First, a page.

I’m sort of in a similar situation in that my husband has an extremely demanding job and is in school part-time in addition. We both work full-time outside the home and have 2 kids, ages 5 and 2. When we get home from a long day of working, he often has hours of additional work and school work to complete. Once we’ve eaten dinner as a family, I do the usual clean-up and get ready for the next day (which includes packing 4 lunches), and he often has to get straight back to work. He has gotten better about waiting until the kids go to bed to do his work and just spends that time with them, but that still often leaves me to do all the day to day stuff to keep the house running, so I know sort of what you’re going through. I’ll definitely say a prayer for you. One thing I’ve found that works for me is to try to get smaller chores/tasks done during the week so that I’m not trying to spend my entire weekend playing catch-up. For instance, Monday nights I’ll clean the 1/2 bath and kitchen sink. Tuesdays I’ll do our 2 loads of towels/underwear for the week. Thursdays I plan the next week’s menu and start putting together my grocery list and clip my coupons. Fridays I finish the menu/grocery list while doing the 2 loads of kids laundry. That leaves 2-3 additional loads of laundry, the kitchen floor, and only anything else I feel is necessary to do over the weekend. It seems to work for me, but I have to admit, it is hard to actually stick to doing those things during the week. Some nights it is so much easier to just crash on the couch after a long day and not do a thing.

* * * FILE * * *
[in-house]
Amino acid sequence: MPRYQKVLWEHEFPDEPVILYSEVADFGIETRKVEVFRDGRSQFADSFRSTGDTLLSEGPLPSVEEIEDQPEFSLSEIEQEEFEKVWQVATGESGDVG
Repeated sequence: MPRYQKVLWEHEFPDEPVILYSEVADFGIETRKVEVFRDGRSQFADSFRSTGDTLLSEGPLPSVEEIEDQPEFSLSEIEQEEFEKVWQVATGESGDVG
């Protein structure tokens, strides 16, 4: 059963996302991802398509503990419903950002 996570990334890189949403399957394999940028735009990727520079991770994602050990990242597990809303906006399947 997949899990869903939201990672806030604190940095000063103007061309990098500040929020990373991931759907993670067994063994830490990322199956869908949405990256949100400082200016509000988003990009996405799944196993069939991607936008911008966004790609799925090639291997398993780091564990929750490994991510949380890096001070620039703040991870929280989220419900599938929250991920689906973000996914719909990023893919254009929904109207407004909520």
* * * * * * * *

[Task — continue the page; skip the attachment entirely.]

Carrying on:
4. says

    Thanks for this guest post. I love it. I am a working mom of 2 (5yr boy and 9month girl). I was wondering if there are other working mom’s that blog. It is nice to know that others struggle with my struggles.